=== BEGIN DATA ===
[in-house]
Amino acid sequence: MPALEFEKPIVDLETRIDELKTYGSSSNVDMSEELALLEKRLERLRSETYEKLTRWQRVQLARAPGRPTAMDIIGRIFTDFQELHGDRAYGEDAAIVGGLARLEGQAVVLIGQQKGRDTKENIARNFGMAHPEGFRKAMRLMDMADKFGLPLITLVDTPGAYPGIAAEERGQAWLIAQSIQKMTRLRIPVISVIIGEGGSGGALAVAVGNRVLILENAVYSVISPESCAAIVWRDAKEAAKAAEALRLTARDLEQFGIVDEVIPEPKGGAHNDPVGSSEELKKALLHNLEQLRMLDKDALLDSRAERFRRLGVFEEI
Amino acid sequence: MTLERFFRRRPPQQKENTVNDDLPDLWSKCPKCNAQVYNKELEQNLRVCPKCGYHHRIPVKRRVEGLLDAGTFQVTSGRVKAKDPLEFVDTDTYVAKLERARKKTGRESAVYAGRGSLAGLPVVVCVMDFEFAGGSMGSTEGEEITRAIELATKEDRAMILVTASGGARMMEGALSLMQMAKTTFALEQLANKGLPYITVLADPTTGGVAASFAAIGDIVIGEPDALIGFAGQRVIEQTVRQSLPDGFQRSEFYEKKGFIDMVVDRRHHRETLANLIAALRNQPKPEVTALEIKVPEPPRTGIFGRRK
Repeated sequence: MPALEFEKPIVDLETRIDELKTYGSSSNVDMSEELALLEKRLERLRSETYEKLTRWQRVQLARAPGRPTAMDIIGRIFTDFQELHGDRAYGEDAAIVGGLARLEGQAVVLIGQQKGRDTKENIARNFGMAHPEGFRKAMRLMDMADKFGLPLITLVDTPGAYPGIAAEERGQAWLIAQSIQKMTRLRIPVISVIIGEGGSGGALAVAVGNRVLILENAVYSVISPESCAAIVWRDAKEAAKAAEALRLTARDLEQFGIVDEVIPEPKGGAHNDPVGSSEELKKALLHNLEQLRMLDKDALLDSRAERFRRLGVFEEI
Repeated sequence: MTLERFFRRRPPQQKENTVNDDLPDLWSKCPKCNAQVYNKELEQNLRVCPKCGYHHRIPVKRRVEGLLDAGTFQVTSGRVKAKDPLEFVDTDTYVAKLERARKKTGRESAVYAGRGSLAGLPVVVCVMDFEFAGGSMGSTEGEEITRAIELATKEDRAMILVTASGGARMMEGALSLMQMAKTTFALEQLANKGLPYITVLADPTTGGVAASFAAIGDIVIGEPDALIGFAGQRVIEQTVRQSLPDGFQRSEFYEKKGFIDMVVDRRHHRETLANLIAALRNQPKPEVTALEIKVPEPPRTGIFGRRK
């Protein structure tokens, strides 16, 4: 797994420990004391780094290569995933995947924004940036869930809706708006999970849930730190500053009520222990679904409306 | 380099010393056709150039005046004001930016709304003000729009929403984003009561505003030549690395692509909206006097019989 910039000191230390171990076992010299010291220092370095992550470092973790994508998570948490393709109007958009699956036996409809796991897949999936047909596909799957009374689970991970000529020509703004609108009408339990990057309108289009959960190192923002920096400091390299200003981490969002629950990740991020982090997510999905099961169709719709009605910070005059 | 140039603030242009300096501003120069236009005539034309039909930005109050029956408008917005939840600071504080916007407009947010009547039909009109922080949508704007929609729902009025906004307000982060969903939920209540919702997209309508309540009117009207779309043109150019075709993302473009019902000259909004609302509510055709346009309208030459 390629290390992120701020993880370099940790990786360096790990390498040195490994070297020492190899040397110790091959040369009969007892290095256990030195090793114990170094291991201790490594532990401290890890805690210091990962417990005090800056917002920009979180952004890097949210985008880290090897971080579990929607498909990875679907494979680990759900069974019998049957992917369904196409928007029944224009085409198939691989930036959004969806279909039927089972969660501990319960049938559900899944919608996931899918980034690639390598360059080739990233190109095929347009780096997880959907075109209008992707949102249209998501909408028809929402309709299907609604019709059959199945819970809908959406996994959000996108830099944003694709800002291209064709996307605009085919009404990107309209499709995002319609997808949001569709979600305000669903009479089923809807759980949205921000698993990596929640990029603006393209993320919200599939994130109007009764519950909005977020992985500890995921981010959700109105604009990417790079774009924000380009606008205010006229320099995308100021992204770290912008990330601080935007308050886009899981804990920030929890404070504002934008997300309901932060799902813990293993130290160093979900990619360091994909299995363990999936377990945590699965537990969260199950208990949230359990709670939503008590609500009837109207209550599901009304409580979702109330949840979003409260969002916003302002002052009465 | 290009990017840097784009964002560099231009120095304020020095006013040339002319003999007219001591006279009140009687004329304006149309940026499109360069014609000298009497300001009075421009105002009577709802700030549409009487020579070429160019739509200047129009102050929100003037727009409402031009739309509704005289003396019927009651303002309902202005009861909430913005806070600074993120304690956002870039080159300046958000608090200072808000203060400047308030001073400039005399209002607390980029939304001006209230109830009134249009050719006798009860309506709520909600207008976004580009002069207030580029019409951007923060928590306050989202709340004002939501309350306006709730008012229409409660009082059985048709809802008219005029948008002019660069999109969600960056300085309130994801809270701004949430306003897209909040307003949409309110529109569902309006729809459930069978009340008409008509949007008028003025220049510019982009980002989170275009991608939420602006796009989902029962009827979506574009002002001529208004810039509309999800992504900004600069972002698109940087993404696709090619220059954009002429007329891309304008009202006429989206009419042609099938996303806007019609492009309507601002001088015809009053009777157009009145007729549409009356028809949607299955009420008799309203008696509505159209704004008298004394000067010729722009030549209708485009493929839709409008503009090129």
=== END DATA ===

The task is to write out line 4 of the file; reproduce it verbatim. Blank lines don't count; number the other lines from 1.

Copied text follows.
Repeated sequence: MPALEFEKPIVDLETRIDELKTYGSSSNVDMSEELALLEKRLERLRSETYEKLTRWQRVQLARAPGRPTAMDIIGRIFTDFQELHGDRAYGEDAAIVGGLARLEGQAVVLIGQQKGRDTKENIARNFGMAHPEGFRKAMRLMDMADKFGLPLITLVDTPGAYPGIAAEERGQAWLIAQSIQKMTRLRIPVISVIIGEGGSGGALAVAVGNRVLILENAVYSVISPESCAAIVWRDAKEAAKAAEALRLTARDLEQFGIVDEVIPEPKGGAHNDPVGSSEELKKALLHNLEQLRMLDKDALLDSRAERFRRLGVFEEI